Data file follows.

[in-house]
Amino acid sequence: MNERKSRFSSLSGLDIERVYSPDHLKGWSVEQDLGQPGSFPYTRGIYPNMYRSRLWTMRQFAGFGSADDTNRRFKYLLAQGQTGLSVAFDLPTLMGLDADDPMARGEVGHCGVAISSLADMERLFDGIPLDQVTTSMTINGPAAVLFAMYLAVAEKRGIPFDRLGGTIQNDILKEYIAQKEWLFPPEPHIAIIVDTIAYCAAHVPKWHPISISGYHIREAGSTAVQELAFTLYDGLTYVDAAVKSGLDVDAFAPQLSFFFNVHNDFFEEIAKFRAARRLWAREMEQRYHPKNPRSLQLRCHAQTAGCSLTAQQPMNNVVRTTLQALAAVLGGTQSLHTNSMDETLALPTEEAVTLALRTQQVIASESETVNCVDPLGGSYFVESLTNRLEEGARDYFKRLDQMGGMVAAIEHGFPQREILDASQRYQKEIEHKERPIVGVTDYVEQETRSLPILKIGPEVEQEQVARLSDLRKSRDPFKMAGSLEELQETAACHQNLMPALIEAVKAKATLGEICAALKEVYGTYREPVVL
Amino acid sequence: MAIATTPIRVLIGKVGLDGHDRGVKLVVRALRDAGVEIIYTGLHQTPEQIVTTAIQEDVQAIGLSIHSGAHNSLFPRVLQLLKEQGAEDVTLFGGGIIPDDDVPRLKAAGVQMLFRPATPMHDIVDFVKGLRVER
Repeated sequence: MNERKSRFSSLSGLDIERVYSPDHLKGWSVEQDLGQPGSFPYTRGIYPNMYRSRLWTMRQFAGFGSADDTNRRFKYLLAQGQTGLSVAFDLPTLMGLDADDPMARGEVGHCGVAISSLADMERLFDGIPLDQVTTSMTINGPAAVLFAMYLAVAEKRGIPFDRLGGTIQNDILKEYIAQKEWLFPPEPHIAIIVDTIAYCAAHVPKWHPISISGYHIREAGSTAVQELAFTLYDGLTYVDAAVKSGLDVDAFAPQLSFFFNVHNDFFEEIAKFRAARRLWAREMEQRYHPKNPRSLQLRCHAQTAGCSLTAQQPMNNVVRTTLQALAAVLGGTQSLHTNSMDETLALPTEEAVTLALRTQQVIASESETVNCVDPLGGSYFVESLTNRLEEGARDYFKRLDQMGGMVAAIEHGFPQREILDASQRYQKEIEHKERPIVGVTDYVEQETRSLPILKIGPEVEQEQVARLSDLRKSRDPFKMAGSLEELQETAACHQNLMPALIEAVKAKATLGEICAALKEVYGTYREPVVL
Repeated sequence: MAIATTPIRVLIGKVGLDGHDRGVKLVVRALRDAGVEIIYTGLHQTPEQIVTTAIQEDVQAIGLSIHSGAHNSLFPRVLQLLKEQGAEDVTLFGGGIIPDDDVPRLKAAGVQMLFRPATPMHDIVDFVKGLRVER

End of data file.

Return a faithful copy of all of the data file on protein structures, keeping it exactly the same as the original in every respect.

[in-house]
Amino acid sequence: MNERKSRFSSLSGLDIERVYSPDHLKGWSVEQDLGQPGSFPYTRGIYPNMYRSRLWTMRQFAGFGSADDTNRRFKYLLAQGQTGLSVAFDLPTLMGLDADDPMARGEVGHCGVAISSLADMERLFDGIPLDQVTTSMTINGPAAVLFAMYLAVAEKRGIPFDRLGGTIQNDILKEYIAQKEWLFPPEPHIAIIVDTIAYCAAHVPKWHPISISGYHIREAGSTAVQELAFTLYDGLTYVDAAVKSGLDVDAFAPQLSFFFNVHNDFFEEIAKFRAARRLWAREMEQRYHPKNPRSLQLRCHAQTAGCSLTAQQPMNNVVRTTLQALAAVLGGTQSLHTNSMDETLALPTEEAVTLALRTQQVIASESETVNCVDPLGGSYFVESLTNRLEEGARDYFKRLDQMGGMVAAIEHGFPQREILDASQRYQKEIEHKERPIVGVTDYVEQETRSLPILKIGPEVEQEQVARLSDLRKSRDPFKMAGSLEELQETAACHQNLMPALIEAVKAKATLGEICAALKEVYGTYREPVVL
Amino acid sequence: MAIATTPIRVLIGKVGLDGHDRGVKLVVRALRDAGVEIIYTGLHQTPEQIVTTAIQEDVQAIGLSIHSGAHNSLFPRVLQLLKEQGAEDVTLFGGGIIPDDDVPRLKAAGVQMLFRPATPMHDIVDFVKGLRVER
Repeated sequence: MNERKSRFSSLSGLDIERVYSPDHLKGWSVEQDLGQPGSFPYTRGIYPNMYRSRLWTMRQFAGFGSADDTNRRFKYLLAQGQTGLSVAFDLPTLMGLDADDPMARGEVGHCGVAISSLADMERLFDGIPLDQVTTSMTINGPAAVLFAMYLAVAEKRGIPFDRLGGTIQNDILKEYIAQKEWLFPPEPHIAIIVDTIAYCAAHVPKWHPISISGYHIREAGSTAVQELAFTLYDGLTYVDAAVKSGLDVDAFAPQLSFFFNVHNDFFEEIAKFRAARRLWAREMEQRYHPKNPRSLQLRCHAQTAGCSLTAQQPMNNVVRTTLQALAAVLGGTQSLHTNSMDETLALPTEEAVTLALRTQQVIASESETVNCVDPLGGSYFVESLTNRLEEGARDYFKRLDQMGGMVAAIEHGFPQREILDASQRYQKEIEHKERPIVGVTDYVEQETRSLPILKIGPEVEQEQVARLSDLRKSRDPFKMAGSLEELQETAACHQNLMPALIEAVKAKATLGEICAALKEVYGTYREPVVL
Repeated sequence: MAIATTPIRVLIGKVGLDGHDRGVKLVVRALRDAGVEIIYTGLHQTPEQIVTTAIQEDVQAIGLSIHSGAHNSLFPRVLQLLKEQGAEDVTLFGGGIIPDDDVPRLKAAGVQMLFRPATPMHDIVDFVKGLRVER